In their multi-media presentation, Hall, Cardillo and Gallagher detailed how Vassar has improved its sustainability programs.
“Alistair was approached by the Chamber, who also wanted Purchasing to speak,” Gallagher said about her participation. “Our presentation basically outlined the recent efforts to reduce our environmental impact through purchasing decisions and in making changes to our waste-stream,” she said.
“Alistair spoke using a zero-waste upstream -downstream exercise. The upstream: take an object and ask, ‘How was it made?’, ‘Where did you buy it?’ and downstream: ‘Where does it go?’”
Gallager then went on to describe some of the ways in which Vassar has tried to deal with the question of the final destination of what it consumes. She mentioned campus composting, bottled water being phased out of campus, and Students With A Purpose: Recycling (SWAPR).
Continuing, Gallagher said, “Purchasing spoke about the Big Belly Trash containers, surplus sale, Zip Cars, LaundryView, and toilet paper/paper towels.”
Gallagher also emphasized the dialogue that existed between the audience and the presenters, noting that interaction between the two groups was strong throughout the symposium.
Hall said that the center of “Supply Stream Sustainability” was around the efforts on waste and purchasing and that sustainability requires community participation and collaboration.
Those outside the Vassar community also spoke at the symposium. In addition to the presentation on “Greening Vassar’s Inputs and Outputs,” the symposium held a talk, “Starting with Energy Efficiency: The Low Hanging Fruit” during the morning session.
“All in the room were very interested and interacted with all speakers,” said Gallagher about the morning session, mentioning the focus many at the symposium seemed to have for alternative energies, “There seemed to be a lot of questions regarding Hudson Solar.”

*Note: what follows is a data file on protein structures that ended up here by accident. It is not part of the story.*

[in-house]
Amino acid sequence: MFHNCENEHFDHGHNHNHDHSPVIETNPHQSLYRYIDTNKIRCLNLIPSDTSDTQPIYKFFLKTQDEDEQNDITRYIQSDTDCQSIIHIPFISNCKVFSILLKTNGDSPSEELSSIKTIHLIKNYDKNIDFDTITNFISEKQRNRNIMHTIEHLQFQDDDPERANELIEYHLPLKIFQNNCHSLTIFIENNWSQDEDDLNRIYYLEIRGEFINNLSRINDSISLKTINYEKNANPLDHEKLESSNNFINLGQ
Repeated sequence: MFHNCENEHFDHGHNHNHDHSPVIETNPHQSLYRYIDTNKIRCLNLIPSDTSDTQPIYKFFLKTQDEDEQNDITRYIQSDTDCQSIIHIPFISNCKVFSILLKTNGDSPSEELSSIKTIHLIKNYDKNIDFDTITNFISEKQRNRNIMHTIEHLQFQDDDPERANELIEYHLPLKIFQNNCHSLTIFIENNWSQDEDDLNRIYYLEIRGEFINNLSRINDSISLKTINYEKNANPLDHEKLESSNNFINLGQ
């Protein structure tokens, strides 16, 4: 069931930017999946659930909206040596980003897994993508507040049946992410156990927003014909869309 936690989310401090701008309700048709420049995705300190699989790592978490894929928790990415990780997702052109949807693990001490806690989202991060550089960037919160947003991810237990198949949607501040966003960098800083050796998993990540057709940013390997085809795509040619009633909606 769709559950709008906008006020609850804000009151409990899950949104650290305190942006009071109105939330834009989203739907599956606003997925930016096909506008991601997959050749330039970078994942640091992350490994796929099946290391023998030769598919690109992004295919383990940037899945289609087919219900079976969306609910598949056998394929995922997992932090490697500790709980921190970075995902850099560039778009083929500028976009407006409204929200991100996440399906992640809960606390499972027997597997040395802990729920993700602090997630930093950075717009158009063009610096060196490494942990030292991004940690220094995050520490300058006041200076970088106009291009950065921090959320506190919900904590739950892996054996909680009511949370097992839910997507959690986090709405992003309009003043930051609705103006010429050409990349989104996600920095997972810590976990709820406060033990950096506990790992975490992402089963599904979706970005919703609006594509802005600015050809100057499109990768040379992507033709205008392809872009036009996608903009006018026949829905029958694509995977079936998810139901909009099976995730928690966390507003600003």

Project leader Dave Byrne represented Hudson Solar, a solar energy company based servicing upstate New York and parts of New England.
Like those who presented on Vassar’s sustainability and energy efficiency, Byrne spoke in the morning along with Mike Arnoff of Arnoff Moving and Storage.
In between lectures, Dan Danieluc of D&D Health and Fitness lead participants in stretching exercises during a ten-minute break, encouraging healthy practices in the workspace.
After a lunch break the symposium shifted from the topic of the earth’s sustainability to humans’ own sustainability. Doctors and healthcare professionals lead talks on preventing injuries and exercising one’s mind to increase work efficiency.
The ten-minute breaks continued in the afternoon, followed by a lecture about the cause of back and neck pain. The symposium concluded with “Healthy Lifestyle Options and Leaving Dangerous Pain Medications Behind” with President and CEO of Topical Biomedics Lou Paradise.
Hall was enthusiastic about the event, saying, “We think the event went really well!” He continued, “There was a great turn out and it was great to discuss our take on sustainability with the Poughkeepsie Community.”